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Hyperaldosteronism Investigations


  • Accelerated hypertension.
  • Hypertension with hypokalaemia, spontaneous or easily provoked, i.e. by diuretics or sodium loading - consider if plasma potassium is <3.6mmol/L. As the treatment of hyperaldosteronism is far more effective in correcting hypokalaemia rather than the hypertension extensive investigation in normokalaemic patients is not justified.
  • Assessment of early/impending adrenal cortical failure (Addison's) - see short synacthen test.






Remember liquorice ingestion and carbenoxolone may mimic hyperaldosteronism.
Discontinue drugs:
Spironolactone, oestrogens 6 weeks
Diuretics 4 weeks
ACE Inhibitors 2 weeks
NSAIDs 2 weeks
Calcium antagonists 1 week
Sympathomimetics 1 week
Beta-blockers 1 week
If anti-hypertensive therapy needs to be continued then prazosin, doxazosin or bethanidine may be used.
Patient should be on unrestricted sodium intake before admission - in general the salt intake in this part of the world is adequate and patients do not require salt-loading prior to investigation.


Random plasma aldosterone/renin ratio
Outpatient procedure
Supply details of all therapy on request form
Ensure adequate salt intake - NOT loading
Correct severe hypokalaemia first


Sit patient quietly for at least 10 minutes
1 X Lithium heparin sample (green top vacutainer)
Send urgently to lab (within half an hour) - NO ice needed


Carried out in Dept of Chemical Pathology, St Mary's Hospital
If clinical details and list of medications are provided then St Mary's are very helpful in supplying a full interpretation of results.

Interpretation of results

Aldosterone/renin ratio
>2000 almost certainly Conn's
>1000 Possibly Conn's, investigate further
<800 excludes Conn's

For diagnosis of Conn's: low renin expected
Plasma renin <0.5pmol/ml/hr (ref. 0.5-3.1)
Aldosterone >250pmol/l (ref. 100-800) ie. may be normal or high


It is advisable to discuss the results of first line investigations before proceeding with further investigations.

A 19g cannula.
Saline flushes.
2 EDTA tubes (purple top Vacutainers).
2 Lithium heparin tubes (green top Vacutainers).
Plain 24 hour urine collection bottle for urinary aldosterone.


Day 1 Place on liberal sodium intake - 100 mmol/day (e.g. sodium chloride tablets 2g p.o. tds)Take blood for electrolytes - get results on same day.If potassium is low (<3.5 mmol/l) then give oral potassium supplements.Discuss diet with dieticians.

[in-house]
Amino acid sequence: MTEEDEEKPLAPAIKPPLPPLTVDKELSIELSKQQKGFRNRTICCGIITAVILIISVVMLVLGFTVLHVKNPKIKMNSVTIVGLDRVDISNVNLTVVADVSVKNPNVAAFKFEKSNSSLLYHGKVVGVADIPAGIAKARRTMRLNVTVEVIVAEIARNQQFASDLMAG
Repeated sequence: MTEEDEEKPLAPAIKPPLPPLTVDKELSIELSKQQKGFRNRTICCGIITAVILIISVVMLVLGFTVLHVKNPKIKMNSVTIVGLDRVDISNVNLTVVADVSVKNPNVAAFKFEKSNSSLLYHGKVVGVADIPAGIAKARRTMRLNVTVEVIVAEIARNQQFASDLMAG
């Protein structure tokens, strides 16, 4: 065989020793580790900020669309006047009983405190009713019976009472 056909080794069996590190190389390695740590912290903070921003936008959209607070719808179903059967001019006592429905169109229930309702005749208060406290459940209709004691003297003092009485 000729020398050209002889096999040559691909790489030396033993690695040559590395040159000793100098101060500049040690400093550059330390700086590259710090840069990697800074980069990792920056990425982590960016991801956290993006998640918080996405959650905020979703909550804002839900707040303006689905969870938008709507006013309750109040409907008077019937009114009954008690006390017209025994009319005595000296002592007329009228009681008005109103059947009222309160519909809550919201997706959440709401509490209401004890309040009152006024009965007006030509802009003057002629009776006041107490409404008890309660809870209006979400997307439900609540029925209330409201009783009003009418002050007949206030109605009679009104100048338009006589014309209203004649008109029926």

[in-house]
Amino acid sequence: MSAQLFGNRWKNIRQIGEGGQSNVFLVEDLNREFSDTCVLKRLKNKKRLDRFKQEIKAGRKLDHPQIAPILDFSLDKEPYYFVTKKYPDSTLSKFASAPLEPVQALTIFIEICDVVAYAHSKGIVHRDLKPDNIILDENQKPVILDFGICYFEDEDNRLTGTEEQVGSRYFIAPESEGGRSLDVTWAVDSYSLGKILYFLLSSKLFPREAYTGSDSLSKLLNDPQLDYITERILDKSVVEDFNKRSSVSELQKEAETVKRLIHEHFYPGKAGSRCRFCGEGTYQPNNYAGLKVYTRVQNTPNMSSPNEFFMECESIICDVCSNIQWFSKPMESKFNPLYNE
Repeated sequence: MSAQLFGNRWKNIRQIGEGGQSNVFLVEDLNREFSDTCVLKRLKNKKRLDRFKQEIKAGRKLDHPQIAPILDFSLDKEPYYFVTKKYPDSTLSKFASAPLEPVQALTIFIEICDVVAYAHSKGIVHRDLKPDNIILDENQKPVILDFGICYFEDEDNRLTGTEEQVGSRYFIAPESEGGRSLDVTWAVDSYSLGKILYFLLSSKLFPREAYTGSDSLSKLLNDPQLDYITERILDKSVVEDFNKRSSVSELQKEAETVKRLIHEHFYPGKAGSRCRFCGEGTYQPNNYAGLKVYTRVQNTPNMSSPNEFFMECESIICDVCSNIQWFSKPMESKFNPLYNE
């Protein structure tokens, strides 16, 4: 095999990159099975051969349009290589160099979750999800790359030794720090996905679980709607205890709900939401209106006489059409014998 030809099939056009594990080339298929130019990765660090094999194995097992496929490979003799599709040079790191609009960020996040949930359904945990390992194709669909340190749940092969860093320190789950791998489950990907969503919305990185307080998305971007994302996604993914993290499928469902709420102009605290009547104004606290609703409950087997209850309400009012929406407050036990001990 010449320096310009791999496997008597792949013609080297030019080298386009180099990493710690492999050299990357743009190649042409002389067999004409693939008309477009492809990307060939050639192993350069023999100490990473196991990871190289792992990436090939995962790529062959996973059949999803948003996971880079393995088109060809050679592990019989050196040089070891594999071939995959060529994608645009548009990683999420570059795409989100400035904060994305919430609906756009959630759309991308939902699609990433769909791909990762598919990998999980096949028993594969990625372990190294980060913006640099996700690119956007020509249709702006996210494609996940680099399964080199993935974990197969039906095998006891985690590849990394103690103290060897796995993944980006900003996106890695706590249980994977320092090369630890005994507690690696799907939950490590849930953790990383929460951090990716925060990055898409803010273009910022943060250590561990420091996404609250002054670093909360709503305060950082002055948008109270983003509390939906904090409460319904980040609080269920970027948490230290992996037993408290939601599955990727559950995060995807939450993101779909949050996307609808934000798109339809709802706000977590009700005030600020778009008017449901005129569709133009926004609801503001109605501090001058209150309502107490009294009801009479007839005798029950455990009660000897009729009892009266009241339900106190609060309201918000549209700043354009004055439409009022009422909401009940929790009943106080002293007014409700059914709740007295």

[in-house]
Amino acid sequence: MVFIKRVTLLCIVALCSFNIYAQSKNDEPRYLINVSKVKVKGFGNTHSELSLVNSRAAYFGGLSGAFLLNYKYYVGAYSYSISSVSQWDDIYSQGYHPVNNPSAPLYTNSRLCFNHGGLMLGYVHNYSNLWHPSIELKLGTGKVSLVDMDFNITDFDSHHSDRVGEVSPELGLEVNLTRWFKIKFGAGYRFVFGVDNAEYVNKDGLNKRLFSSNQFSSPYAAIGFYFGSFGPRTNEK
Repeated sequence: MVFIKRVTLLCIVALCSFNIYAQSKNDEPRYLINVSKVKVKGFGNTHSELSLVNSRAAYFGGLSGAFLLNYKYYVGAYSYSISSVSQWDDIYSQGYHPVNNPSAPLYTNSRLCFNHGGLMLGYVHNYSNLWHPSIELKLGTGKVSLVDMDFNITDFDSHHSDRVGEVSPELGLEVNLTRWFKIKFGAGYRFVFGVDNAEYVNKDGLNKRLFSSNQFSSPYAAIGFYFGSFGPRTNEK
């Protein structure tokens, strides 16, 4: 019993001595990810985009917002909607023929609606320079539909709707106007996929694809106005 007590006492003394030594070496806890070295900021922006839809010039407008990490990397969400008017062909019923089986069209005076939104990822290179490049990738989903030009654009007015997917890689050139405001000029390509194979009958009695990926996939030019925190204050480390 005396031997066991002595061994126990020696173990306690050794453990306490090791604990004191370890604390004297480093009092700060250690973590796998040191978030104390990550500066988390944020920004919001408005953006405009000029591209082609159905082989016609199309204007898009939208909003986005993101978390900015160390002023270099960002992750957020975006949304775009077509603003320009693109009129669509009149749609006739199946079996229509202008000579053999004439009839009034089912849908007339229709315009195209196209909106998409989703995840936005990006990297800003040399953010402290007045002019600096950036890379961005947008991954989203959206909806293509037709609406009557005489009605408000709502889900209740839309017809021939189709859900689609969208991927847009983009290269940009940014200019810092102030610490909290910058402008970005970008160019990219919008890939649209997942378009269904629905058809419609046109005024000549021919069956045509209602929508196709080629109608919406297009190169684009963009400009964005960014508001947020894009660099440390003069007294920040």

Day 3 Warn patient to remain in bed the next morning.Ask nurses to leave a bedpan or bottle by the bedside for nocturia!
Day 4 0700h Cannulate peripheral vein. Tell patient to remain in bed until told otherwise.
0800h Take blood with patient supine for:ElectrolytesPlasma aldosterone (Lithium heparin)Plasma renin activity (Lithium heparin NOT on ice. Take to lab immediately).Start 24 hour urine collection for aldosterone.Ask patient to get up and mobilise.
1200h Take blood for plasma aldosterone, plasma renin activity.
Day 5 0800h Complete 24 hour urine collection.


Primary hyperaldosteronism Normal ranges
Suppressed upright renin <2.8 pmol/ml/hr 2.8-4.5 pmol/ml/hr upright1.1-2.7 pmol/ml/hr supine
Raised supine aldosterone >450 pmol/l 100-450 pmol/l supinevariable range upright
Raised urinary aldosterone >50 nmol/24 hrs 10-50 nmol/24 hrs

  • If plasma and urine aldosterone are low then consider other causes of hypokalaemia.
  • If aldosterone is raised but plasma renin activity is not suppressed then the diagnosis is likely to be secondary hyperaldosteronism.
  • It is possible to differentiate the two main causes of primary hyperaldosteronism on the basis of the response to posture. In bilateral hyperplasia there is a >33% rise in aldosterone on rising while in an adrenal adenoma there is an anomalous fall in aldosterone.


The tests have greater than 90% accuracy of correctly diagnosing primary hyperaldosteronism.
The changes with posture may help in the differentiation between adenoma and bilateral hyperplasia but should be interpreted in the light of the results of CT scanning. Interpret results with caution in patients with renal impairment.


Melby J.C., Clin. Endo. Met. 69,4; 697-703 (1989).